Programming today exercises our symbolic reasoning. We write code—a sequence of symbols—in a text editor.
But when we explain ideas to colleagues, we don’t just speak words, we draw diagrams and gesture with our hands. We augment the symbolic channel with a spatial channel.
How can we communicate programs to a computer over a spatial channel?
Shadershop is an interface for programming GPU shaders in the mode of a direct manipulation image editor like Photoshop. It is an experiment in leveraging the programmer’s spatial reasoning the way that coding today leverages the programmer’s symbolic reasoning.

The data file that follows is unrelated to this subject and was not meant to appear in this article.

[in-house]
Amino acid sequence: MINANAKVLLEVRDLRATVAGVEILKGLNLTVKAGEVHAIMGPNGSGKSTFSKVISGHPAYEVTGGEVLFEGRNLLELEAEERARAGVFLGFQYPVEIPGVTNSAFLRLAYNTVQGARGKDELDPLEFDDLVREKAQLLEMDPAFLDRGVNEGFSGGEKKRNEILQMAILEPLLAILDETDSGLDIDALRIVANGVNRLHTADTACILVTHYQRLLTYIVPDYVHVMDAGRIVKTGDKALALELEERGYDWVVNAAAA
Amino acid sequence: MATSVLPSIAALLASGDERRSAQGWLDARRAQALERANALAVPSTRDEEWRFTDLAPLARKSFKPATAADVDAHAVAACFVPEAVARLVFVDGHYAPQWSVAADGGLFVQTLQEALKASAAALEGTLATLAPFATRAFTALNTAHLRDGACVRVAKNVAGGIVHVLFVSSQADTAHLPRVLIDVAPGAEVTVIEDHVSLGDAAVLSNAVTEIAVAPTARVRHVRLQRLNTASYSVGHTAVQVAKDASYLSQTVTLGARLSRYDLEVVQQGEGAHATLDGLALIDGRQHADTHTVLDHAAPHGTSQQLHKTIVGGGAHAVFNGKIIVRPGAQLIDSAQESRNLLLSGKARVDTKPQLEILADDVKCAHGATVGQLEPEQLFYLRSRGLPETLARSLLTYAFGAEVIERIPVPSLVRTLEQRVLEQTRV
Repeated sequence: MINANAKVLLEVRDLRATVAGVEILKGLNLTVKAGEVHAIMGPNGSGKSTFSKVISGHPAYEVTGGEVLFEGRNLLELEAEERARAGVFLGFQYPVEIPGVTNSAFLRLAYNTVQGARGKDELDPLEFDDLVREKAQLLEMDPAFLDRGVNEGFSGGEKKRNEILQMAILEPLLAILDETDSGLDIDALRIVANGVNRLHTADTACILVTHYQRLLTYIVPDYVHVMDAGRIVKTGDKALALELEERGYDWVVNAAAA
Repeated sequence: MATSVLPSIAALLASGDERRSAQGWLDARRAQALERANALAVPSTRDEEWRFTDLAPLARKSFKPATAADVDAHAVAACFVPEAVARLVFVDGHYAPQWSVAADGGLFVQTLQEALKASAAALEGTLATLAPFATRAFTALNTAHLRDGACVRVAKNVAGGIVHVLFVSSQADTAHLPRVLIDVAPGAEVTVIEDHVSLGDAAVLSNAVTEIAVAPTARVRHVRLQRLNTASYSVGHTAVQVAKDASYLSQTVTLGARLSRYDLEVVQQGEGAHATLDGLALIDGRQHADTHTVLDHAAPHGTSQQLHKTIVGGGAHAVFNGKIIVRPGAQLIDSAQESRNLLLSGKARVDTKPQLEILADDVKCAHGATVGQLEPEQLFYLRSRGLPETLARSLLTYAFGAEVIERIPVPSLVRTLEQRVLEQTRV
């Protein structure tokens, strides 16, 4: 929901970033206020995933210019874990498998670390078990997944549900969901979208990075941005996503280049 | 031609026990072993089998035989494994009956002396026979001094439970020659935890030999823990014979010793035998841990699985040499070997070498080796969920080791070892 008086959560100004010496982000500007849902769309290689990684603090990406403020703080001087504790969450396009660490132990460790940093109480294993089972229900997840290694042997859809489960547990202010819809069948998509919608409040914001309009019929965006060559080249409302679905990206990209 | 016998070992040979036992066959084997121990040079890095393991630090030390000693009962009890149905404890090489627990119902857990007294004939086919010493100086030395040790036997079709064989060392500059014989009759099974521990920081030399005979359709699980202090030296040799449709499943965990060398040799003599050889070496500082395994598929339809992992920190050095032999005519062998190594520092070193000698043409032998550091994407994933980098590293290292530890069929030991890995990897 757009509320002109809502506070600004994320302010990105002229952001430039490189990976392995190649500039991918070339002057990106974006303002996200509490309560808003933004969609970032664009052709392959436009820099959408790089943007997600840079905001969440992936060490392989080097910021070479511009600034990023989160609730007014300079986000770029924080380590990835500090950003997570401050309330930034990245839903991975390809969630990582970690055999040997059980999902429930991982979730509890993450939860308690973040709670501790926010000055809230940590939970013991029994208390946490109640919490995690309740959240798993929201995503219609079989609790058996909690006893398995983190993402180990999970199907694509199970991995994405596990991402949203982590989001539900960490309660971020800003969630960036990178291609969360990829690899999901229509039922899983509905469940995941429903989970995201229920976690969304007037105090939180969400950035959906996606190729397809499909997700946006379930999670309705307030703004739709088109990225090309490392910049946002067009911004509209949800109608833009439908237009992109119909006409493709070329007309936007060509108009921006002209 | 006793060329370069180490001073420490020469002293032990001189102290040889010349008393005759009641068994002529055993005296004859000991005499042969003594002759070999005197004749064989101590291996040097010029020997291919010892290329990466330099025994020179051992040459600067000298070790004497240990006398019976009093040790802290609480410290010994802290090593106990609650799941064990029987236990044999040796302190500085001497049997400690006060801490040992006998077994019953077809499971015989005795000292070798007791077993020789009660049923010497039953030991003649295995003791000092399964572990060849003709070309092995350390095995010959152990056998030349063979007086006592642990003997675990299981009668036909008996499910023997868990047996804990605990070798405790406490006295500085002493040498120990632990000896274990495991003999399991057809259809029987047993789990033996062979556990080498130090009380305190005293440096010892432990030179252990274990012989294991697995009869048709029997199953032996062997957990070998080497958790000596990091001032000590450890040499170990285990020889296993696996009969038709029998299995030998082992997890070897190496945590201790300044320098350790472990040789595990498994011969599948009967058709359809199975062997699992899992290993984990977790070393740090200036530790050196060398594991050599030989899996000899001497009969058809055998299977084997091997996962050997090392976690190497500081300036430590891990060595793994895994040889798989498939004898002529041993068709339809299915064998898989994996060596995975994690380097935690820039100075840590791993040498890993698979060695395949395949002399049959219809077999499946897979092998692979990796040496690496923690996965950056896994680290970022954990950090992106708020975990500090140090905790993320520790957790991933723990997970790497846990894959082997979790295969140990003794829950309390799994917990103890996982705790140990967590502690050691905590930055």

We contrast symbolic and spatial reasoning, introduce shaders, introduce the interface, and add sine waves in a harmonic series.
We build the noise function and sum it in a geometric series to create fractal noise.
We introduce the color map to view two-dimensional functions and build fractal noise in two dimensions.
Shadershop runs in the browser. It has been tested in Chrome 39.
Source code is hosted on Github.
I’m in the process of recording two more videos and writing notes on the ideas in Shadershop and documentation of the development process.
Shadershop was developed within the Communications Design Group.
The presentation in the videos was initially prepared for the Future Programming Workshop 2014. Thanks to Jonathan Edwards, Richard Gabriel, and the participants of the workshop for feedback.
Thanks to Ryan Alexander for assistance with WebGL. Thanks to Glen Chiacchieri, Yoshiki Ohshima, Ken Perlin, and Bret Victor for ideas and encouragement.